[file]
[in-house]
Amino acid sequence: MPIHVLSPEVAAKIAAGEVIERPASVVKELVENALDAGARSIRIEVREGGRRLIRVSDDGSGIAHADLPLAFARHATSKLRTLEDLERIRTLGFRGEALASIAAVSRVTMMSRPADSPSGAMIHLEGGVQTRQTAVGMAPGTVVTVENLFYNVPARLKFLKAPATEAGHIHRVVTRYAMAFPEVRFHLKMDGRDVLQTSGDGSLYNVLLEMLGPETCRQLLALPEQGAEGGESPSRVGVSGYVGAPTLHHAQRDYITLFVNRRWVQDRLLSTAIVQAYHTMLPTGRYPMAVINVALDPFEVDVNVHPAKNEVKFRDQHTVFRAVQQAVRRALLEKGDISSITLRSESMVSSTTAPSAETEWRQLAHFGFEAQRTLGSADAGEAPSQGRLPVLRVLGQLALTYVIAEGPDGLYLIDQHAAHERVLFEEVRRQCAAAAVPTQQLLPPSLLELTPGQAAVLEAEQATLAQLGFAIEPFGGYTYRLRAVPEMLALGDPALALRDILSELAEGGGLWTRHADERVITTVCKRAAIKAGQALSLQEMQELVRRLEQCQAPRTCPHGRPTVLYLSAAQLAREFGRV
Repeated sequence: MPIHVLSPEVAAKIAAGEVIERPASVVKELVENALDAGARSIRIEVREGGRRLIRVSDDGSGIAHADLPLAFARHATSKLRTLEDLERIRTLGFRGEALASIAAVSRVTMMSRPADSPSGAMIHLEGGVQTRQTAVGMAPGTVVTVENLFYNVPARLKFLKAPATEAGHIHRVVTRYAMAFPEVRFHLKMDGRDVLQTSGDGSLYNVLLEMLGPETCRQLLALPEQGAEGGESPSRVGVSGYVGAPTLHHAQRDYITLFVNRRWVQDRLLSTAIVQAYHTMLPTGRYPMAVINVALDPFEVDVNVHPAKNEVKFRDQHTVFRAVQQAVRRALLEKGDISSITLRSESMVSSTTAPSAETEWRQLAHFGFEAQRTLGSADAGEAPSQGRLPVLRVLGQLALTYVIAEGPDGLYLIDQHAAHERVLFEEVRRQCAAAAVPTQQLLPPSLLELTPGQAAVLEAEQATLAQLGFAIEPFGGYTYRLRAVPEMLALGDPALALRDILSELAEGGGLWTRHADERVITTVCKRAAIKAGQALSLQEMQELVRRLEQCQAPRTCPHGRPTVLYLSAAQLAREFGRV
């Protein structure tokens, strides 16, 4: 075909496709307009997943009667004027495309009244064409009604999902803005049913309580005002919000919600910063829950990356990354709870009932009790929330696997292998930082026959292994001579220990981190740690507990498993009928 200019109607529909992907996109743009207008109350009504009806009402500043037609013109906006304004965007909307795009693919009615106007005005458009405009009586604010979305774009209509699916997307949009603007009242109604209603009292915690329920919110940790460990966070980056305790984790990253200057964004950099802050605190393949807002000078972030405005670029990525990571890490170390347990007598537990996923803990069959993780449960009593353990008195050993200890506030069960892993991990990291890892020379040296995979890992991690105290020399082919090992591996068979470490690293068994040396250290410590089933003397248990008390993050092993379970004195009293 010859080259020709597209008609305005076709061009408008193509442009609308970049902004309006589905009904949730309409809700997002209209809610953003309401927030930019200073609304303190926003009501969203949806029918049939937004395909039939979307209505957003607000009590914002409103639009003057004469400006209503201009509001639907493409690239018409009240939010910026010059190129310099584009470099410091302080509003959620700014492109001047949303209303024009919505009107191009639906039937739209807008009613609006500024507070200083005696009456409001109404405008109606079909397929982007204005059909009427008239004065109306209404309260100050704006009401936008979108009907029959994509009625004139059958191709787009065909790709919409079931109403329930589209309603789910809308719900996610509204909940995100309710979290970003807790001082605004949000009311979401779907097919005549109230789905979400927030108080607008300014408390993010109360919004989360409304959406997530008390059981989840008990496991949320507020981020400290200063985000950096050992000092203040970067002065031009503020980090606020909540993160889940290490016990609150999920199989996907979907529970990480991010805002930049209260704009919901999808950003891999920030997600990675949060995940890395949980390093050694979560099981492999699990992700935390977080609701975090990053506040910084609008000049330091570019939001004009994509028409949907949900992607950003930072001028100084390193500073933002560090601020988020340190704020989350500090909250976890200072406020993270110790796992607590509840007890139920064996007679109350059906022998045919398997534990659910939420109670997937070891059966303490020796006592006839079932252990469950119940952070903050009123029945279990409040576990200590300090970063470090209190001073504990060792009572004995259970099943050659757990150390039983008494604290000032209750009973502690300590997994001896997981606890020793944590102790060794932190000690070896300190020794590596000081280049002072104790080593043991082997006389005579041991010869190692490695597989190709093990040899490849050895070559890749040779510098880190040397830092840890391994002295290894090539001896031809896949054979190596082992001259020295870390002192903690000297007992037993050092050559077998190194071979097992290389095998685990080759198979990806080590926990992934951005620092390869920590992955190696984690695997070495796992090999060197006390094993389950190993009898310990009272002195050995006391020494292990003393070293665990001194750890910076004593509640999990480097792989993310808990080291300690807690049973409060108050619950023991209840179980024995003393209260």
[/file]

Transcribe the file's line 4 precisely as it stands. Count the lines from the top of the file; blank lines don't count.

């Protein structure tokens, strides 16, 4: 075909496709307009997943009667004027495309009244064409009604999902803005049913309580005002919000919600910063829950990356990354709870009932009790929330696997292998930082026959292994001579220990981190740690507990498993009928 200019109607529909992907996109743009207008109350009504009806009402500043037609013109906006304004965007909307795009693919009615106007005005458009405009009586604010979305774009209509699916997307949009603007009242109604209603009292915690329920919110940790460990966070980056305790984790990253200057964004950099802050605190393949807002000078972030405005670029990525990571890490170390347990007598537990996923803990069959993780449960009593353990008195050993200890506030069960892993991990990291890892020379040296995979890992991690105290020399082919090992591996068979470490690293068994040396250290410590089933003397248990008390993050092993379970004195009293 010859080259020709597209008609305005076709061009408008193509442009609308970049902004309006589905009904949730309409809700997002209209809610953003309401927030930019200073609304303190926003009501969203949806029918049939937004395909039939979307209505957003607000009590914002409103639009003057004469400006209503201009509001639907493409690239018409009240939010910026010059190129310099584009470099410091302080509003959620700014492109001047949303209303024009919505009107191009639906039937739209807008009613609006500024507070200083005696009456409001109404405008109606079909397929982007204005059909009427008239004065109306209404309260100050704006009401936008979108009907029959994509009625004139059958191709787009065909790709919409079931109403329930589209309603789910809308719900996610509204909940995100309710979290970003807790001082605004949000009311979401779907097919005549109230789905979400927030108080607008300014408390993010109360919004989360409304959406997530008390059981989840008990496991949320507020981020400290200063985000950096050992000092203040970067002065031009503020980090606020909540993160889940290490016990609150999920199989996907979907529970990480991010805002930049209260704009919901999808950003891999920030997600990675949060995940890395949980390093050694979560099981492999699990992700935390977080609701975090990053506040910084609008000049330091570019939001004009994509028409949907949900992607950003930072001028100084390193500073933002560090601020988020340190704020989350500090909250976890200072406020993270110790796992607590509840007890139920064996007679109350059906022998045919398997534990659910939420109670997937070891059966303490020796006592006839079932252990469950119940952070903050009123029945279990409040576990200590300090970063470090209190001073504990060792009572004995259970099943050659757990150390039983008494604290000032209750009973502690300590997994001896997981606890020793944590102790060794932190000690070896300190020794590596000081280049002072104790080593043991082997006389005579041991010869190692490695597989190709093990040899490849050895070559890749040779510098880190040397830092840890391994002295290894090539001896031809896949054979190596082992001259020295870390002192903690000297007992037993050092050559077998190194071979097992290389095998685990080759198979990806080590926990992934951005620092390869920590992955190696984690695997070495796992090999060197006390094993389950190993009898310990009272002195050995006391020494292990003393070293665990001194750890910076004593509640999990480097792989993310808990080291300690807690049973409060108050619950023991209840179980024995003393209260």